The films compared - some central scenes:
In the first of two central scenes fromThe Elephant Man Dr. Treves introduces John Merrick to the director of the hospital, Dr. Carr-Gomme. Treves has coached John in how to behave and what to say. Carr-Gomme is unimpressed by John's recital of part of Psalm 23. But just as he leaves, Treves hears John reading the rest of the psalm. He calls the director back, and John reveals that he can read, and knows the Bible well; his intelligence is shown and he is allowed to stay. Here we see John more clearly than earlier. As Treves makes his discovery, we hear musical accompaniment. The structure of the scene is interesting - we experience disappointment with Treves before he realizes what John's reading means. Note the reaction shots - we hear John's voice, but watch Treves's facial expression.
A second scene shows what happens when a distinguished actress, Mrs. Kendall, visits John. She gives him a copy of Shakespeare's plays, and he reads Romeo's words on meeting Juliet (Act 1, scene 5, line 91 on). Mrs. Kendall replies with Juliet's lines up to the point where John says: "And then it says: They kiss." Mrs. Kendall gently kisses John on the cheek and says: "Oh, Mr. Merrick, you're not an Elephant Man at all". In this episode you should note the extensive use of reaction shots: much of the narrative is achieved by close-ups of Mrs. Kendall's face.
Look at the symbolism of John's hobby: he has built a model of the cathedral, but can only see the spire - so must imagine what he cannot know. Music is effective once again. The scene alludes both to the Beauty and the Beast theme (also in Edward Scissorhands) as well as Romeo and Juliet.
The first of two central scenes from Babe is like John's meeting with the hospital director. Babe has his first chance at herding sheep but looks as if he will fail. The sheep will not obey him, and the older dog (Rex) is offended by the attempt. But just as Farmer Hoggett walks away sadly (very like Treves in the scene above), we see that Babe has persuaded the sheep to enter the pen. In this scene music is critical - the theme plays quietly on a glockenspiel throughout, but as Babe enjoys his triumph the full orchestra shows this with a crescendo. The brass instruments, especially, are picked out to convey the triumphal mood.
Hoggett says little but reaction shots are important. Cinematography moves between close-ups of the farmer and animals, and a panoramic view looking down on the sheep being herded. Dialogue among the animals is important - especially when Rex shows his pride by referring to the "blood of the ancient Bahu" (the bloodline of prize sheepdogs).
There is humour in the way in which Ma (the old sheep) teaches Babe how to herd the others, and in the way she reacts to Babe's attempted bite. Babe's unconventional approach reflects Hoggett's own ideas of doing things differently. Babe's herding is gentler than Fly's. Note also how by this point in the film, the audience is convinced that the animals are really talking. The editor has used advanced lip-synching and computer manipulation to match mouth movements to dialogue. It is so natural that we do not notice anything odd when Fly goes from speaking (to Babe) to barking (at Farmer Hoggett).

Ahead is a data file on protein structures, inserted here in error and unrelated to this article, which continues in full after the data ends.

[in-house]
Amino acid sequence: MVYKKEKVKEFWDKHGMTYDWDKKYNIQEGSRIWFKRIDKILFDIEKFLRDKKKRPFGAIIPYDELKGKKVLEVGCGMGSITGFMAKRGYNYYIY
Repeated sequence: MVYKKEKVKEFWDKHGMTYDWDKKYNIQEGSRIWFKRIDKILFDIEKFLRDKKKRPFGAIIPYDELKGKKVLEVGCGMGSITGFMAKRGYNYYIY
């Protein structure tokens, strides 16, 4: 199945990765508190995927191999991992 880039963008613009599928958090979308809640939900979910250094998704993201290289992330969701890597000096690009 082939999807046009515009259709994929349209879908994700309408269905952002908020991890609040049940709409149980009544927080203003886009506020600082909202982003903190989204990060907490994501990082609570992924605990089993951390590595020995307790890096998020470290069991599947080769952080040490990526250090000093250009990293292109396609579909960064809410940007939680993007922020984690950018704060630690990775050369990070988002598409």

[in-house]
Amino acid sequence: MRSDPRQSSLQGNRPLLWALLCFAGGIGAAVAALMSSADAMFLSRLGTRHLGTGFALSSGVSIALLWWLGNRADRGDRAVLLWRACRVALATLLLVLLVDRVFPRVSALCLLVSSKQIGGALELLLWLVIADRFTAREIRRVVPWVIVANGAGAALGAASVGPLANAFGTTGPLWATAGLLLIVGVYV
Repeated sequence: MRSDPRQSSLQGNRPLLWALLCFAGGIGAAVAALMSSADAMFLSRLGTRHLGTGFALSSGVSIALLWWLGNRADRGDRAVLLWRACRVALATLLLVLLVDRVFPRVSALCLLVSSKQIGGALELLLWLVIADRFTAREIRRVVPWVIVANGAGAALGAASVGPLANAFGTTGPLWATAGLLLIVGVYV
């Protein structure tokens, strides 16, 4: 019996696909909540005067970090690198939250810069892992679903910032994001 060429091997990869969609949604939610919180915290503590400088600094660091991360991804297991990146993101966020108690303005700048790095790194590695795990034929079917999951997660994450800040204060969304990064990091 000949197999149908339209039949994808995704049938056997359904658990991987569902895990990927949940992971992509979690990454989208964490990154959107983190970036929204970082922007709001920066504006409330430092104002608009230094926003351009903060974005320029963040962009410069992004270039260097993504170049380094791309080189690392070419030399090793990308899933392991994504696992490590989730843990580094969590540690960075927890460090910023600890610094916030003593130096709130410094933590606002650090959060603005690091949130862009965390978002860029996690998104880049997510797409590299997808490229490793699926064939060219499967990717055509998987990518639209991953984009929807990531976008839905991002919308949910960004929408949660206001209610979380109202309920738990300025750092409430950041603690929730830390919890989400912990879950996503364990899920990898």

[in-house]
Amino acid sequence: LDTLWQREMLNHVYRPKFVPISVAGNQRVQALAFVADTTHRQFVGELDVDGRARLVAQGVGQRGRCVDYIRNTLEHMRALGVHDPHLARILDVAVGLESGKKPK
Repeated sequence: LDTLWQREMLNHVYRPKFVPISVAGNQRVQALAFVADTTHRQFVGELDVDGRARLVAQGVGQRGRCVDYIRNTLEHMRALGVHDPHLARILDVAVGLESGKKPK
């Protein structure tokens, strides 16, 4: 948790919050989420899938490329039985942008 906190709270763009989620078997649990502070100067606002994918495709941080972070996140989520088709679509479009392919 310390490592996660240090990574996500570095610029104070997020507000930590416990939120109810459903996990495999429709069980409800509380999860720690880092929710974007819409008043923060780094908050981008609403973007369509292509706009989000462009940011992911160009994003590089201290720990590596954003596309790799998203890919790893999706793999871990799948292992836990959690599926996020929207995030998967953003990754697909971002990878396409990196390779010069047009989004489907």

In the second scene, Babe is ill after running away from the farmhouse. Hoggett is concerned for him, but cannot at first think what to do. Then he has a brainwave - he sings and dances. This has the desired effect - and Babe starts to drink, and eat his food. Music is crucial - again we hear the film's main theme. Hoggett sings (not very tunefully) at first solo, and then with some (unseen) accompaniment. The tempo changes to that of an Irish jig, and Hoggett performs a lively folk dance (reminiscent of the Irish dancing in Riverdance, which was contemporary with the release of this film). At the end, the farm animals are looking in at the windows - as if laughing. Hoggett looks rather embarrassed.
In the central part of Edward Scissorhands there are several scenes worthy of comment, but some parts of the narrative run continuously through the film. Early on we see Edward cut a hedge into the shape of a dinosaur. We see brief shots of him creating other works of topiary. But after a while we do not see him doing this: we just see the results - he has brought individuality to the near identical homes in the town. Another important part of the narrative is a series of flashbacks in which Edward recalls how he was made in the castle - these appear throughout the film, but only in the last one, do we learn why he was never finished.
A very important scene occurs about two thirds of the way into the film. It is Christmas and the Boggs family is decorating their house. Suddenly it seems to start snowing, and Kim goes outside to see Edward carving an enormous sculpture (an angel) out of ice. While he carves away, Kim dances in the snow. In this episode the colour symbolism of the film is striking: the red and white of traditional Christmas decorations are seen in Peg's and Kim's dresses (note that the tree is white, not green). We see this contrast between Kim's pale complexion and rouged cheeks and red lipstick.
At the end of the scene, distracted by Jim (his rival) Edward cuts Kim's hand and we see the redness of the blood. Kim's dancing is almost in slow motion, very balletic, and is accompanied by the film's theme music - at first picked out on a single instrument. More instruments join in, followed by a "heavenly" choir of the sort heard in older feature films.
The episodes in which Edward recalls how he was made take us to the castle. But unlike the set-up, where the interior is brightly lit, these scenes are shot with a filter which leaches the colour, reducing the palette almost to monochrome - this both suggests a past time, and films of an earlier era. This device becomes a signal to the audience that we are seeing Edward's recollections. We see an assembly line where strange machines build a robot, which is then refined to become the character we have seen. The machines themselves have features like humans.